Disney Identity

26 Jun 2016

My treat of the week was going to see Zootopia in the local second-run movie theatre ($3 tickets, woot woot!).

It was great. Going to the movies is always a good escape and Zootopia was the perfect mix (for me) of escaping into a fantastic and cleverly built world, while still gently addressing important issues (prejudice, stereotyping) in a thoughtful way.

I’ve kept thinking about the movie, and some of those thoughts (weirdly enough) have been related to seeing the movie poster, which says Zootopia is by the folks who did Frozen and Big Hero 6. I know this is a standard animation studio practice (listing your most recent films), but the juxtaposition of those titles (and the knowledge that this branch of Disney animation also did Wreck-It Ralph) has made me think about what those movies have in common.

Big Hero 6 is the oddball of the bunch; in the other three, I see a pattern of identity conflict. In all three movies, the resolution to the story involves one or more main characters coming to terms with their identity, both internally and in relation to their world.

I know that most (good) storytelling is built around character growth, where the protaganist changes by the end of the story, so this pattern might be much more prevelant in movies generally and I’ve just noticed it in this collection. But it feels like these films are slightly different - that the conflict of the story is driven by underlying issues of identity and where the character’s growth is specifically around who they are and their relationship to others instead of fixing some internal flaw or changing their mind about something.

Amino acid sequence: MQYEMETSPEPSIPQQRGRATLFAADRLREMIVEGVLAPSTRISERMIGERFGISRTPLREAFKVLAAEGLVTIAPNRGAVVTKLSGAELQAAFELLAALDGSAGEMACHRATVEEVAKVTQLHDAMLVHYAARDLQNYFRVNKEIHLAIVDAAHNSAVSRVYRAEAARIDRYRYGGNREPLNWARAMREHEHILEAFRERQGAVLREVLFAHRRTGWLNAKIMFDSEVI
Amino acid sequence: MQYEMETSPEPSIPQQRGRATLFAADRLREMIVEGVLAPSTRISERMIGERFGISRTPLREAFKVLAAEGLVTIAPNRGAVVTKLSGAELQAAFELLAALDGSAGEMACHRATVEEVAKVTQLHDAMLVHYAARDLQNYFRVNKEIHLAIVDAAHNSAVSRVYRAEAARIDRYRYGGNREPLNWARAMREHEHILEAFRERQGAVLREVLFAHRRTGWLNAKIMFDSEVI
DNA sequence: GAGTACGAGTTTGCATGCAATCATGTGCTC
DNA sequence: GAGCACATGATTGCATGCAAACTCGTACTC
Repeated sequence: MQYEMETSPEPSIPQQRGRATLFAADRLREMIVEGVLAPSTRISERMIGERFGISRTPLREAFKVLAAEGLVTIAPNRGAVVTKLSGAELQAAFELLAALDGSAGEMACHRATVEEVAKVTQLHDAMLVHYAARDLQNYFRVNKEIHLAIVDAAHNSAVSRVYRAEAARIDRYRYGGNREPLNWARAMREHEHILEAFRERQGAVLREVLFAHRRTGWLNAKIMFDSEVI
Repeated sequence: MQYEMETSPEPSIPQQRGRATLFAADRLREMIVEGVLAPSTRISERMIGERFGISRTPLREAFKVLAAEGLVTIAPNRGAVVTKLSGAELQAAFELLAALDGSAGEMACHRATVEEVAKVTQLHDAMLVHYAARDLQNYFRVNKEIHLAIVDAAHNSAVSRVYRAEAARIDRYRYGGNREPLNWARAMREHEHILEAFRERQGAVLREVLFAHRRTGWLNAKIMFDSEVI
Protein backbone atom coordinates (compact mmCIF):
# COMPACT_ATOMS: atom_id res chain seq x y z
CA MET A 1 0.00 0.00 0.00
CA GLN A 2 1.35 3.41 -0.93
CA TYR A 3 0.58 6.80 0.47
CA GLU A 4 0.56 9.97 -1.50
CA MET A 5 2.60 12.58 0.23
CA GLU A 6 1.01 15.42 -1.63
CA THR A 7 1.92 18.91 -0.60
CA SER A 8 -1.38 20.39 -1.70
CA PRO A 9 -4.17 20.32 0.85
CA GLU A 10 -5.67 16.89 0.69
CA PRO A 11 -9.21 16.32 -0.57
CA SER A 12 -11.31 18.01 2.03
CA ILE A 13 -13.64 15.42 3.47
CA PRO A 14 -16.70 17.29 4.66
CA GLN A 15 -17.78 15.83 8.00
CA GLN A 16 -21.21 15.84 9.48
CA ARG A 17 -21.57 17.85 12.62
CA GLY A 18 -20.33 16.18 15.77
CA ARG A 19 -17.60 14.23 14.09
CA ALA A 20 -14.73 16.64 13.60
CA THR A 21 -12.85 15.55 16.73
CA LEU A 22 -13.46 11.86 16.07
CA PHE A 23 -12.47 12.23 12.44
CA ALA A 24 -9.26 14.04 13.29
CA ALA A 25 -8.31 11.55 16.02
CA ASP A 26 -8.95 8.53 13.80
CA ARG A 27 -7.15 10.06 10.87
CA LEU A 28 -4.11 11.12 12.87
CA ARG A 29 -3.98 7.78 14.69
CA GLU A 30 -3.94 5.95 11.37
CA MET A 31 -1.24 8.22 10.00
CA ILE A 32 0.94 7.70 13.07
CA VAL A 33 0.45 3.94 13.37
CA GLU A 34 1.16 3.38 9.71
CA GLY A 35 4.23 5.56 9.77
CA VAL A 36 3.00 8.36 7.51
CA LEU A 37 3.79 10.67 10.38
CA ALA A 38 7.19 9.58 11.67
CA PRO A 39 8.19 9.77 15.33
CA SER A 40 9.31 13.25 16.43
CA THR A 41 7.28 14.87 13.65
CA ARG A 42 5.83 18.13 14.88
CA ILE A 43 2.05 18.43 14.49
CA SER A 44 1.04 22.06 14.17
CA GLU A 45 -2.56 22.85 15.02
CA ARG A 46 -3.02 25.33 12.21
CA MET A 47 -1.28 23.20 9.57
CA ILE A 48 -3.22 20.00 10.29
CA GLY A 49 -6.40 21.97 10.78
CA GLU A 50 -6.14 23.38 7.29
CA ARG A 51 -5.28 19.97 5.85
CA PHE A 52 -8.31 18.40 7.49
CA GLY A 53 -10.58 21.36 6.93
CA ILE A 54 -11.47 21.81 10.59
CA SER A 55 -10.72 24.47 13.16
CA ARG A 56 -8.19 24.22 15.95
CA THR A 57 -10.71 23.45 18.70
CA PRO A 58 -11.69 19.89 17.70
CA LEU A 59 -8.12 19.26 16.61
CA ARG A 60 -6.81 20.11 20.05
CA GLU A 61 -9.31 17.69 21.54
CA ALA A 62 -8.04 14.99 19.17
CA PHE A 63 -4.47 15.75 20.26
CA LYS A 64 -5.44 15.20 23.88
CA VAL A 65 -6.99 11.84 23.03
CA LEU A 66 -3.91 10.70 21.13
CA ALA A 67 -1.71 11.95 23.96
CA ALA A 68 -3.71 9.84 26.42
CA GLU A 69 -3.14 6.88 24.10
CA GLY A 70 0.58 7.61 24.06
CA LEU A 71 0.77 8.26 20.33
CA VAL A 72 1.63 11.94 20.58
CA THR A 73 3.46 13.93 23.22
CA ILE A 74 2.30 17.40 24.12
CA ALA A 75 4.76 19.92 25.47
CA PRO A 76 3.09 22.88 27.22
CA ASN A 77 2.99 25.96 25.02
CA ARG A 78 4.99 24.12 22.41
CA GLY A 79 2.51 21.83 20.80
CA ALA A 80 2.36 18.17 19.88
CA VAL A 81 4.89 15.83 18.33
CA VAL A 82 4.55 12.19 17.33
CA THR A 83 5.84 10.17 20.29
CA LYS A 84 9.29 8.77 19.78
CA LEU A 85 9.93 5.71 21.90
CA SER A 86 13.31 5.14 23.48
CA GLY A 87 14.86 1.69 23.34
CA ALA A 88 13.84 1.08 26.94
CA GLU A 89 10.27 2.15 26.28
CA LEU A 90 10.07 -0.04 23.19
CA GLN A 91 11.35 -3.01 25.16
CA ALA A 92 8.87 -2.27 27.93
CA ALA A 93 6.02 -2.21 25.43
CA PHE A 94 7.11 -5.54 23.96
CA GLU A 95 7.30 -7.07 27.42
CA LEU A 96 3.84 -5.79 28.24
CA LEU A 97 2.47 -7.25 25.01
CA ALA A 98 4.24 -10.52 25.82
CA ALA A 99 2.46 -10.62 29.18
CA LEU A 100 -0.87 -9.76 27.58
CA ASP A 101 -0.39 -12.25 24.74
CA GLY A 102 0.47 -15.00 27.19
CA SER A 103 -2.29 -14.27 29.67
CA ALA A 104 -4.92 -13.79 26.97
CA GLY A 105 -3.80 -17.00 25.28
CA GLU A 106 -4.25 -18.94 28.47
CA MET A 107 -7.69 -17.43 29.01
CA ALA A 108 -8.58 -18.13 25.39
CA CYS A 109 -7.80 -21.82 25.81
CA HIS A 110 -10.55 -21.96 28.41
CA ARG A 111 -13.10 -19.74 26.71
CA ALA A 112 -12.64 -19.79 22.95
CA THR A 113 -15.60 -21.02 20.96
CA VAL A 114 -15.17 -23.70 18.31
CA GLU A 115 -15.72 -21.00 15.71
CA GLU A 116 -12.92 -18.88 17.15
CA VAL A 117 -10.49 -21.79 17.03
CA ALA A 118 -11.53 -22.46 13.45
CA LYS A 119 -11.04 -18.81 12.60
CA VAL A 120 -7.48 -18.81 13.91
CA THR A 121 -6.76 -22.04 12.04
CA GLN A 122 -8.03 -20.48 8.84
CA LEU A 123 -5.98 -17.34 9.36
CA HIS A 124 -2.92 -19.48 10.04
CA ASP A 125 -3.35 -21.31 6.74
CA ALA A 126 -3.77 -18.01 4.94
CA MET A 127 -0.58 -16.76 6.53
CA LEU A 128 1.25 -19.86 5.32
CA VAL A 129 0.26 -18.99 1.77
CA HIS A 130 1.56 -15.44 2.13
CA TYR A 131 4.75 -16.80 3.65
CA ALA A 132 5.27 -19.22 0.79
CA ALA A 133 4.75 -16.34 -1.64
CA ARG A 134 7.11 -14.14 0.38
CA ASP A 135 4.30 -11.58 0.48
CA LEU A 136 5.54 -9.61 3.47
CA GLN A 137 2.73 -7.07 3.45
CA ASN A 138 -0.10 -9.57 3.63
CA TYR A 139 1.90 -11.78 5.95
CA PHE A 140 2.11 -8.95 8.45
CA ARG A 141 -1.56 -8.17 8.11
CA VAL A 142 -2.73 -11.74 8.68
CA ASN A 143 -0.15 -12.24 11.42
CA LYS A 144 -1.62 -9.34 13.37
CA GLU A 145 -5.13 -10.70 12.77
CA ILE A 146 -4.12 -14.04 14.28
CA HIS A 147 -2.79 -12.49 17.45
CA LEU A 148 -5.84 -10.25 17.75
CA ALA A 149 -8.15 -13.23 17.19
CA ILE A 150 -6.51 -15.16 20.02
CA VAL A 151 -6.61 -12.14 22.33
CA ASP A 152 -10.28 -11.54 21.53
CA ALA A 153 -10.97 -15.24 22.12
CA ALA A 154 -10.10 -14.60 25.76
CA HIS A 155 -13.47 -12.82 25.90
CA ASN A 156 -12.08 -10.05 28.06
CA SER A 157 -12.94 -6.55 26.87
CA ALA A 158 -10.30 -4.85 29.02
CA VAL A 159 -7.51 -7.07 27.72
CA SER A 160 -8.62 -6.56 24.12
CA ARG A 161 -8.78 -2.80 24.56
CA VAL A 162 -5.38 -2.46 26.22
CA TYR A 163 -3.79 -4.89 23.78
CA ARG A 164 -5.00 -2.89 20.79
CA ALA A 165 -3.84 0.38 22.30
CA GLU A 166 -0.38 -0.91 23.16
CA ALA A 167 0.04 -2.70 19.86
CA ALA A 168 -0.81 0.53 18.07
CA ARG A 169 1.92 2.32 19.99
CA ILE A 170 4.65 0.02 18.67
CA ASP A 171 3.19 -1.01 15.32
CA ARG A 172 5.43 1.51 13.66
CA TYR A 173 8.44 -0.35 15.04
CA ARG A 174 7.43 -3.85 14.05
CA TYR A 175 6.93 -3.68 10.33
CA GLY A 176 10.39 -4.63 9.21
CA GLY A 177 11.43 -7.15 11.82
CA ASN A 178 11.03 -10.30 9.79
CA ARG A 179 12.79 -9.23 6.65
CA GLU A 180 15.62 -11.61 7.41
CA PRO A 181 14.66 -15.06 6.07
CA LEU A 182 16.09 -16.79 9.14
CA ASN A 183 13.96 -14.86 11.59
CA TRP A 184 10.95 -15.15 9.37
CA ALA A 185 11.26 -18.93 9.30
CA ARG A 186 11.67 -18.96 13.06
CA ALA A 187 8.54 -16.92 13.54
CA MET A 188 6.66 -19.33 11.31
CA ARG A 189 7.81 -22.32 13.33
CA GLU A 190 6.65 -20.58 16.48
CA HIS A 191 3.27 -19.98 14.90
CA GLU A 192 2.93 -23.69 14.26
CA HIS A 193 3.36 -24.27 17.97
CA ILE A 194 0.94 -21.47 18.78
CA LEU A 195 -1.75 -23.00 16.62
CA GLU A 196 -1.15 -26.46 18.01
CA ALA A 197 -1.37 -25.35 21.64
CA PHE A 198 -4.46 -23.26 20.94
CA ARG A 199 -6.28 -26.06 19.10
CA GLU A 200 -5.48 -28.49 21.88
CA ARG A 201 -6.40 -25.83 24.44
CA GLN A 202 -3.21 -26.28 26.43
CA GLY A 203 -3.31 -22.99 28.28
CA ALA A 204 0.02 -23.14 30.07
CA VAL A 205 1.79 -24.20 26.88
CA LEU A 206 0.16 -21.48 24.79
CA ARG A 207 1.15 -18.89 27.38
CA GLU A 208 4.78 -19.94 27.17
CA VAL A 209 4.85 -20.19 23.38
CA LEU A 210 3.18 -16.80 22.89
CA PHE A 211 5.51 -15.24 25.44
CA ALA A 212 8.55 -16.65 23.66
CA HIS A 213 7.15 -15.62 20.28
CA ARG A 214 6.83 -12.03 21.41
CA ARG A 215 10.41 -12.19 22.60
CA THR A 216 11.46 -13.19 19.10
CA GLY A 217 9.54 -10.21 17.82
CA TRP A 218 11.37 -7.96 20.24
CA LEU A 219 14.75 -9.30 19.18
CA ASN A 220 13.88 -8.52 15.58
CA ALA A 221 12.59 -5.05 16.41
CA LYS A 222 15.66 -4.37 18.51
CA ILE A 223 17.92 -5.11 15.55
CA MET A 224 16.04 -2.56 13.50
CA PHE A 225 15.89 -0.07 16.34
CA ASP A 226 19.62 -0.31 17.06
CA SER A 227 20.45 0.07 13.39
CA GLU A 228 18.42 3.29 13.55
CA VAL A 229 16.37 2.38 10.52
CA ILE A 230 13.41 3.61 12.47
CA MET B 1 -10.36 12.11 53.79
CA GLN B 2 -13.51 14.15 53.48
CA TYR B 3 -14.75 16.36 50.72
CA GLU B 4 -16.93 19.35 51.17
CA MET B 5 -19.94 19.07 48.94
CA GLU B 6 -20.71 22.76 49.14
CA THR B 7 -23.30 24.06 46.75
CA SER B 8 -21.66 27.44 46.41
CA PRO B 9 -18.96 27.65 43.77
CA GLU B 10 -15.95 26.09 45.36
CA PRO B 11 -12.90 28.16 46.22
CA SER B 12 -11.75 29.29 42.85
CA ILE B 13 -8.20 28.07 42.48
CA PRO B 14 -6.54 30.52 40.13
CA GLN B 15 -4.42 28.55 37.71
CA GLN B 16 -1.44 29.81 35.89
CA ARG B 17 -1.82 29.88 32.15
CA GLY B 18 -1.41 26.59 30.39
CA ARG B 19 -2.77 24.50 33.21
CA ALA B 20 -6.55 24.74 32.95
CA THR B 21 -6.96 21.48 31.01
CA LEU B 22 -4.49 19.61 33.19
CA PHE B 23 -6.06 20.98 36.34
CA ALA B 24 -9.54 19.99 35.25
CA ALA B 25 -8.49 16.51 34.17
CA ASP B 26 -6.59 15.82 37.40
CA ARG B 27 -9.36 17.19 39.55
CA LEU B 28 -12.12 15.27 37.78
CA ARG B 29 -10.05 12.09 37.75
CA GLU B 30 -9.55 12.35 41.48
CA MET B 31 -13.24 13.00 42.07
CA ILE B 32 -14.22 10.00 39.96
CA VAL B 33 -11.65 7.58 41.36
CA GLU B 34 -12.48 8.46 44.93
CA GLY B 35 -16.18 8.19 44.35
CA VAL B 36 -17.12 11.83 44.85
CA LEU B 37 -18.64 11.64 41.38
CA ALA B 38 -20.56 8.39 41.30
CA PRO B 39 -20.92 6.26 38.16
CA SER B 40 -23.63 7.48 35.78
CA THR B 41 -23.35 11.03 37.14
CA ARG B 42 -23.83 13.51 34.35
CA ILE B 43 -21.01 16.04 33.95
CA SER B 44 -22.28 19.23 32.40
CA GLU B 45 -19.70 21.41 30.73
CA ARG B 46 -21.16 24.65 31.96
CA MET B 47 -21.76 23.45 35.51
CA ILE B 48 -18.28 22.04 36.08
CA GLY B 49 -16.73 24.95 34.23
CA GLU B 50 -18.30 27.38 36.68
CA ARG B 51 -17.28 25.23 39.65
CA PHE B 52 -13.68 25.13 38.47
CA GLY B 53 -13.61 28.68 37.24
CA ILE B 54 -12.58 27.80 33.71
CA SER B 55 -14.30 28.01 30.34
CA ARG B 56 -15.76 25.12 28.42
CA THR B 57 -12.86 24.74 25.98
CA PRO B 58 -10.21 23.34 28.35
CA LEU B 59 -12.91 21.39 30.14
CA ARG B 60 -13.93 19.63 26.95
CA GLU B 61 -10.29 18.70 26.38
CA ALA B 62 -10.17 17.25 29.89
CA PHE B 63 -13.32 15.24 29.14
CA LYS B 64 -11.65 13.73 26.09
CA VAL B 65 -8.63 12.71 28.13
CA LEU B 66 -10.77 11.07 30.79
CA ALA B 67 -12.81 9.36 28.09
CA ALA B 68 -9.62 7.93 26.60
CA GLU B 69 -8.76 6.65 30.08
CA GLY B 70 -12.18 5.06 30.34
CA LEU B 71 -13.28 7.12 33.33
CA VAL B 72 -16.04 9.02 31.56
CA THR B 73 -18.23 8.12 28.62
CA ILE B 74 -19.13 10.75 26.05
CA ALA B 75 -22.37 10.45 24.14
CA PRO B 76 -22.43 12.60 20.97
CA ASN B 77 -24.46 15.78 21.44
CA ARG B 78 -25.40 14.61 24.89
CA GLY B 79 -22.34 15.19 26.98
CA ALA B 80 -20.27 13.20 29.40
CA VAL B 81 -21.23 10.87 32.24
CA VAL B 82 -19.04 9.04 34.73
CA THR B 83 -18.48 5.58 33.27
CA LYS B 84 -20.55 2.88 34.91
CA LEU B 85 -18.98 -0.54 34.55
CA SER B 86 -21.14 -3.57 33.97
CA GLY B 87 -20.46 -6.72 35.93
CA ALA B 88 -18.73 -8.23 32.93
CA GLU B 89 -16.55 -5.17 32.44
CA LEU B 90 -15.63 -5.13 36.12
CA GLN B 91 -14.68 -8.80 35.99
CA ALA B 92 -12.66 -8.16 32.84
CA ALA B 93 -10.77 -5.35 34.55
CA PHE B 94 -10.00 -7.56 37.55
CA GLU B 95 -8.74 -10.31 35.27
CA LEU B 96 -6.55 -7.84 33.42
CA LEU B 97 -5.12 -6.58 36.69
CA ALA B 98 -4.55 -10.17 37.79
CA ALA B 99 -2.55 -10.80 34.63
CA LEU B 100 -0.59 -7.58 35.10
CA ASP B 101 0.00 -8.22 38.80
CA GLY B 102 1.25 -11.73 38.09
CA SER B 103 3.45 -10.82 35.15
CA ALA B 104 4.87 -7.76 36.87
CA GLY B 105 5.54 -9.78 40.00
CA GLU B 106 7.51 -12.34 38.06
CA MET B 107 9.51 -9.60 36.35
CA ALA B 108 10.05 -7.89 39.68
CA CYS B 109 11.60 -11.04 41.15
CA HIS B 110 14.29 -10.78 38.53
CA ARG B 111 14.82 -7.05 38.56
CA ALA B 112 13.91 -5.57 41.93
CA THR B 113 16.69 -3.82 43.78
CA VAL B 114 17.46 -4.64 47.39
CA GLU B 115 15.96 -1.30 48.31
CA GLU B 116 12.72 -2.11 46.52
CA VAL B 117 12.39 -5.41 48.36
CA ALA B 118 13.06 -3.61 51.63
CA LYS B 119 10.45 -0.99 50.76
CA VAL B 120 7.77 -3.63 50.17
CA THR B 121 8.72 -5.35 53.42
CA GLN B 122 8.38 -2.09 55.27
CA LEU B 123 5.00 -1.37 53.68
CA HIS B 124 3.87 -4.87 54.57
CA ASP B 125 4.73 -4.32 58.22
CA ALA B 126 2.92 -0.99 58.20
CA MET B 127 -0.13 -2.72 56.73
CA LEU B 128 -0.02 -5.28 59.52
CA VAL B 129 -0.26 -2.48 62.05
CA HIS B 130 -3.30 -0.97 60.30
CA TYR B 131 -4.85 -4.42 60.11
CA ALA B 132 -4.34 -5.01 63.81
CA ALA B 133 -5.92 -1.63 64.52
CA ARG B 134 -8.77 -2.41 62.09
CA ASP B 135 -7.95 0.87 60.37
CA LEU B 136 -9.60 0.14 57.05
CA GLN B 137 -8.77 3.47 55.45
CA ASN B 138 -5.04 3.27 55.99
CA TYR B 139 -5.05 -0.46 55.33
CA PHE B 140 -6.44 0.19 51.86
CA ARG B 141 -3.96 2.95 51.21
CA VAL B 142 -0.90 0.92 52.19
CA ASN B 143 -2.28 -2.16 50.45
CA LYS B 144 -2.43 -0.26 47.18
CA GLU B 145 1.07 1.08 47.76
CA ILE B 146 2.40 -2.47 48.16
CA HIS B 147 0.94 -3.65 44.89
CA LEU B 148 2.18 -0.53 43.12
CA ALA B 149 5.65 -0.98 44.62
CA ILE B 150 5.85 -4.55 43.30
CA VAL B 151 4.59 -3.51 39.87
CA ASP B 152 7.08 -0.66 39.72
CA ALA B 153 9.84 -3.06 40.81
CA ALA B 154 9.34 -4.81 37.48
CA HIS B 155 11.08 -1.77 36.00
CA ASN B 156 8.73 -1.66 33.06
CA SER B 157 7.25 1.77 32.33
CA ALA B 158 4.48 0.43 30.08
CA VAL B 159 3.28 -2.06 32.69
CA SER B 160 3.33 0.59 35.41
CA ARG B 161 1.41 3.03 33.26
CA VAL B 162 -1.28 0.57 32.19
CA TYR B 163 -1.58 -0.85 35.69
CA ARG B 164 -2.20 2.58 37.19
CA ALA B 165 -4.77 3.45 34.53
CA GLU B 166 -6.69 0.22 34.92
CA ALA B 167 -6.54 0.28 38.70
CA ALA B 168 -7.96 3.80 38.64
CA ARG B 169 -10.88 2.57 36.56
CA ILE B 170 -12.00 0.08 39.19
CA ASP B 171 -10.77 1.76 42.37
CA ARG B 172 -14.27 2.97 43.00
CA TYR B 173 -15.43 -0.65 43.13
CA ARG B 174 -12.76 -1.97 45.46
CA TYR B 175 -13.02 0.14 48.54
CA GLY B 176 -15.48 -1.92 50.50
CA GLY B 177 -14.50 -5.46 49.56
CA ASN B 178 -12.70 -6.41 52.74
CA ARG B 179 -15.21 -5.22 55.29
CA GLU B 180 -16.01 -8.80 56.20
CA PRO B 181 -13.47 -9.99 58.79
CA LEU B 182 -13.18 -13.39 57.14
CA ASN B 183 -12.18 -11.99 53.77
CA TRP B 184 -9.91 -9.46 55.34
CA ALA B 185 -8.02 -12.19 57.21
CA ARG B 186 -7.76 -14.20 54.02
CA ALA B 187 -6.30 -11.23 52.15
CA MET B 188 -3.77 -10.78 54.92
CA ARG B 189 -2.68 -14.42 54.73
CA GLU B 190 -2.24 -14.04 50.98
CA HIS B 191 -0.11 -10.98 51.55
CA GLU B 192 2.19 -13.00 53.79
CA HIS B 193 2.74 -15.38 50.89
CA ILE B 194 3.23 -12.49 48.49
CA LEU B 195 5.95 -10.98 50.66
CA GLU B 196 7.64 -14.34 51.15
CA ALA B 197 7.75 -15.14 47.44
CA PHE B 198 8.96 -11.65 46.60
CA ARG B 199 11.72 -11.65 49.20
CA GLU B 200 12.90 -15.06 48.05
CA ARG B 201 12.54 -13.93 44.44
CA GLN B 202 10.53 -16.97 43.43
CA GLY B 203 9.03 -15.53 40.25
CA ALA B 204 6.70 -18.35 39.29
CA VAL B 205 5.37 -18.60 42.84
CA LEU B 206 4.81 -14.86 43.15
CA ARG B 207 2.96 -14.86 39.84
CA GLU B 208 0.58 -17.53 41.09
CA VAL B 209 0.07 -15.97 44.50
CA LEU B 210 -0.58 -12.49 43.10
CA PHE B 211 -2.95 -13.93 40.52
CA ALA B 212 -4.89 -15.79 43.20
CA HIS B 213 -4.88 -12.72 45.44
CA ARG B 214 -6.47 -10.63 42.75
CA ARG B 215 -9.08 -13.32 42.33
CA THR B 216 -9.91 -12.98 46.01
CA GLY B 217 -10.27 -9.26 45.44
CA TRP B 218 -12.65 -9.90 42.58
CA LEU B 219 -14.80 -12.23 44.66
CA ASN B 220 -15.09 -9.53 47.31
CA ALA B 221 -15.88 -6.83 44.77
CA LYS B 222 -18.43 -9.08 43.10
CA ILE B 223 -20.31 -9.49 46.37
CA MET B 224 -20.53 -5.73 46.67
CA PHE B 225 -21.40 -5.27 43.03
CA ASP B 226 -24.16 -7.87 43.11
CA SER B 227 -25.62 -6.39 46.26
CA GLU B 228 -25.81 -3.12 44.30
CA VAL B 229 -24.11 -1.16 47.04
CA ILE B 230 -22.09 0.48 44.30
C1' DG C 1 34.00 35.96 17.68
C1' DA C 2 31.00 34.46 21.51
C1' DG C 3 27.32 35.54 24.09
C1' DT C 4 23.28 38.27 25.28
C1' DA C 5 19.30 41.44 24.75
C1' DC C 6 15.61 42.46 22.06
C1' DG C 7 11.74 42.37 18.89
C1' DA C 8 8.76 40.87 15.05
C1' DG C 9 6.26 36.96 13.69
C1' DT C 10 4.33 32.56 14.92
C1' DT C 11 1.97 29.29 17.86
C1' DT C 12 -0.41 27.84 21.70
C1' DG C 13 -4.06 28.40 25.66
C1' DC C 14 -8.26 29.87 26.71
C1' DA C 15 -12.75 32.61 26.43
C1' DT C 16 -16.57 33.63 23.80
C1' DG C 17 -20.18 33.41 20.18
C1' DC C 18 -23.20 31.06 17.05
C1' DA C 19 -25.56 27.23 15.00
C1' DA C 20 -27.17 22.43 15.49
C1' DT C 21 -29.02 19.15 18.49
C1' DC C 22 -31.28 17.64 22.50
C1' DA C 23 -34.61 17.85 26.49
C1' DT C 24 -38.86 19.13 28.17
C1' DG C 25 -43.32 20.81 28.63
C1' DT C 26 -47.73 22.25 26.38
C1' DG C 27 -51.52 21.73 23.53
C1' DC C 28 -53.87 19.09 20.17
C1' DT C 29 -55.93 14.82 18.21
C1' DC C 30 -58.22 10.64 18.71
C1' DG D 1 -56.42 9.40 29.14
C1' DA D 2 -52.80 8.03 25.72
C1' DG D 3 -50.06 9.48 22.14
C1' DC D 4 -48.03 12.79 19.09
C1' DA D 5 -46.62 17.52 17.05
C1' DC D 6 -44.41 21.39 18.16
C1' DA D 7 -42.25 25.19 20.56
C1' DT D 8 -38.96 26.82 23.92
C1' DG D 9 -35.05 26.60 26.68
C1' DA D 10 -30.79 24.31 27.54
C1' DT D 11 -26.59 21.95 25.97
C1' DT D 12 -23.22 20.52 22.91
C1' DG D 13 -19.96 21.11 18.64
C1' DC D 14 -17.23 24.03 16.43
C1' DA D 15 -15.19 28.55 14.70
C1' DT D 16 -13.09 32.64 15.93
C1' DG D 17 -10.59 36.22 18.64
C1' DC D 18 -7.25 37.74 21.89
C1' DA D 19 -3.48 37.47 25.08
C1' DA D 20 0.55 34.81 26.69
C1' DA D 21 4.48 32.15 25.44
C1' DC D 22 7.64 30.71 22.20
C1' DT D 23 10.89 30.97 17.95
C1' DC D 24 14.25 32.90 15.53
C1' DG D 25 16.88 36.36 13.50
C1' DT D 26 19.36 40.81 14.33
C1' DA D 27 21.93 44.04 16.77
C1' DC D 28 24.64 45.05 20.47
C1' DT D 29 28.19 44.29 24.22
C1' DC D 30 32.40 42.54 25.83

As a post-script: I have appreciated the clinically/socially accurate depictions of identity in these movies (the problems of repression in Frozen, the excellent language around bias and stereotype in Zootopia, the co-opting of 12 step program ideas in Wreck-It Ralph, and, to include a Pixar movie of the same general vintage, Inside Out and its literal depiction of an emotional journey). If this is part of a Disney plot to educate kids, and/or their parents, about what it means to know who you are and how to be in the world, I’d give it a thumbs up so far!

[1] My grumpy “get off my lawn” self has always lamented that “Let It Go” exploded into such popularity, not for any musical reasons, but simply because the song represents only a piece of the movie’s message and taken on its own, is a unhelpful way to think about forming your identity.

response » movies, disney, identity, culture,

Recent Posts



Popular Tags

ACT (2) RCF (6) Software Carpentry (6) books (3) care and keeping of prs (6) collaboration (9) computing (13) culture (10) empowerment (6) family (2) gender (2) git (9) hope (2) language (3) lessons (4) math (8) mental health (2) movies (2) personal (5) problem solving (3) programming (9) science (2) self care (3) shell (2) teaching (11) true story (5) tutoring (2) work (12)